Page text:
Welcome to this installment of the TJC DBO series: "30 on 30”
Throughout scripture we read many names for our God; one of which is El Gibbor - recognizing God as the mighty warrior and champion.
In 2 Samuel, Chapter 23, verses 8-39, we read a list of David’s mighty men, the Gibbor - the list of men who bring about Great Victory. These are men who personify Psalms 112:1-10 who fear God and obey God.
Over 30 days of DBOs, 30 authors and guests will be exploring the lives of 30 Gibbors, mighty men, mighty warriors who across the ages have feared and obeyed God. This will likely include Pastors, Saints, Martyrs, Coaches, Athletes, Politicians, and others who we can read and learn about as mighty men of God. Our goal is to motivate you to learn more about these mighty men, whose shoulders we can stand on, as we learn from their decisions across the generations of battlefields.
“A good father is one of the most unsung, unpraised, unnoticed, and yet one of the most valuable assets in our society.” - Billy Graham
“But if anyone does not provide for his relatives, and especially for members of his household, he has denied the faith and is worse than an unbeliever.” - 1 Timothy 5:8
The name Frank Graham at first utterance does not ring with notoriety or fame. Even though his famous son Billy who all of us know and his Grandson Franklin have achieved worldwide fame through their service to Christ. It is arguable that Frank’s role as a father to Billy may have been one of the most crucial roles played by a father in generations. Let’s consider this significance through Billy’s accounts.
Frank Graham was a simple dairy farmer in Mecklenburg County, NC during the early 20th century. He had the difficult task of raising a family and running a business through the Great Depression which Billy described as “simpler days, but definitely not easier or happier times.” What Billy remembers from that time though was profound. “What we did have back then was family solidarity. We really cared about each other, and we liked to do things together.” He warmly recalled that his family would gather around his mother and father “to listen to Bible stories, to join in family prayers, and to share a sense of the presence of God.”
Billy would recall that he believes a pivotal moment in the overall family legacy was when Frank decided to host an outdoor prayer meeting in an open pasture on the family farm. Frank was a member of a Christian Businessman Association that had been meeting regularly for prayer and Frank had decided it was important for his family to host them. That day a gentleman named Vernon Patterson prayed that “out of Charlotte the Lord would raise up someone to preach the Gospel to the ends of the earth.” Over the next decade, Frank’s son Billy would answer that call.
Frank Graham’s eyeglasses are on display at the Billy Graham archives. There they represent the Vision that he and Morrow (Billy’s mother) had for his life. It was through their constant prayers, sacrifice and thoughtful parenting that Billy would spring forth into his role as evangelist to the world.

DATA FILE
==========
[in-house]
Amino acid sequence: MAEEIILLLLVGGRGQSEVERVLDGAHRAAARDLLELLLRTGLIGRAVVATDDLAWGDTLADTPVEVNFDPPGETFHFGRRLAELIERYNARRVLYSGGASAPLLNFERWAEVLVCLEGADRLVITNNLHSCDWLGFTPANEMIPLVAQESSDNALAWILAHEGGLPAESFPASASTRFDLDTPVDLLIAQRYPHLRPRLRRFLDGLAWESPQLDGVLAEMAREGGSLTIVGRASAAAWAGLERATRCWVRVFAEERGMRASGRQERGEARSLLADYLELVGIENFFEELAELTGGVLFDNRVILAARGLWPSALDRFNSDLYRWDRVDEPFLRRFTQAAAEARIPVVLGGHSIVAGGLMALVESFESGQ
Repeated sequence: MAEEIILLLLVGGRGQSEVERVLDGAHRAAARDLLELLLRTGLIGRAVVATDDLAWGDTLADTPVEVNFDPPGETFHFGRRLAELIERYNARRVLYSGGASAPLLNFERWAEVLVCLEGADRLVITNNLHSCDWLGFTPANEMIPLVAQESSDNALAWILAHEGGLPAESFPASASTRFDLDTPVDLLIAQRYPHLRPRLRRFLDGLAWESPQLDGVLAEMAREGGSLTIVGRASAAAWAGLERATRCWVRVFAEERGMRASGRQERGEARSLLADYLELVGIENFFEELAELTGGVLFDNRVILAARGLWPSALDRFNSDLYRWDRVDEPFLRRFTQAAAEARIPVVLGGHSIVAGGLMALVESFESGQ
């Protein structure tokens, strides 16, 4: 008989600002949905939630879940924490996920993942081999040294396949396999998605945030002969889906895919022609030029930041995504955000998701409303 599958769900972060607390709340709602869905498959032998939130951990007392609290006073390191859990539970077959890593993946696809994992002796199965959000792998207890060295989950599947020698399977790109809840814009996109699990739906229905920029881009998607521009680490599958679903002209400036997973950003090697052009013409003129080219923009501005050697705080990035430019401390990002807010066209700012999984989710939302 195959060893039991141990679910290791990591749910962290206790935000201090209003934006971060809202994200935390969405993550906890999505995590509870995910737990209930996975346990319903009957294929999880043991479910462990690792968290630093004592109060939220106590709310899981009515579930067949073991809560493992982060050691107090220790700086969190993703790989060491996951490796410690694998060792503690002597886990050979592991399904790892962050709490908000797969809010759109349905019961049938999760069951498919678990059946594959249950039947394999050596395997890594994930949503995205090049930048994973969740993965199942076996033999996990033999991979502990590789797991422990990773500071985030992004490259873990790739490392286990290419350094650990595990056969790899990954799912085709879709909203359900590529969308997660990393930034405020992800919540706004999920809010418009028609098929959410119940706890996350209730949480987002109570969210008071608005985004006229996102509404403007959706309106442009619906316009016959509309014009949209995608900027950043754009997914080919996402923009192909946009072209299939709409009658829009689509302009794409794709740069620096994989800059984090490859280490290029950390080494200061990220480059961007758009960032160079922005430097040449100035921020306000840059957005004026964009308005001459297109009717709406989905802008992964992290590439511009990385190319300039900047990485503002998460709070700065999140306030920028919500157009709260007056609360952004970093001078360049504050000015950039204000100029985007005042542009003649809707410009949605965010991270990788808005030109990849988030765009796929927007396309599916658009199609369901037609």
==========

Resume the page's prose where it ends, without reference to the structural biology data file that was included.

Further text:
Fatherhood in general is a tough challenge and we all fail at it on many occasions, yet it is such a critical task with profound second and third order effects. We get so busy chasing notoriety, fame or financial success that we lose sight of the critical spiritual calling of raising future generations to change the world.
Daily Battle Order:
Read the Apostle Paul’s warning to Fathers in 1 Timothy 5:8 with a new lens. Look past it’s physical implications and consider it’s spiritual implications. You can meet all of your child’s physical needs and still miss the mark spiritually. Our children’s needs aren’t just food and shelter but also Love, quality time, prayer and spiritual guidance. Frank faced trials in his day every bit as tough as ours yet he made the decision to provide for his family physically and spiritually, and raise them as a Christian Father; casting a Godly vision for his children and supporting them into it. Are you finding time to envision your children’s future? Are you calling it out to them and developing their strengths and challenging their weaknesses? Are you calling their Godly destiny out in prayer?
Let’s leave you with some of Billy’s own words regarding Fatherhood.
“I’d rather hear my father pray than anybody in the world.”
“If there were no heaven and no hell, I would still want to be a Christian because of what it does for our homes and our families in this life.”
“Parenting is the most important responsibility most of us will ever face, and none of us does it perfectly.”
“The greatest tribute a boy can give to his father is to say, ‘When I grow up, I want to be just like my dad.’ It is a convicting responsibility for us fathers and grandfathers.”
“Our lives speak loudly to those around us, especially the children in our home.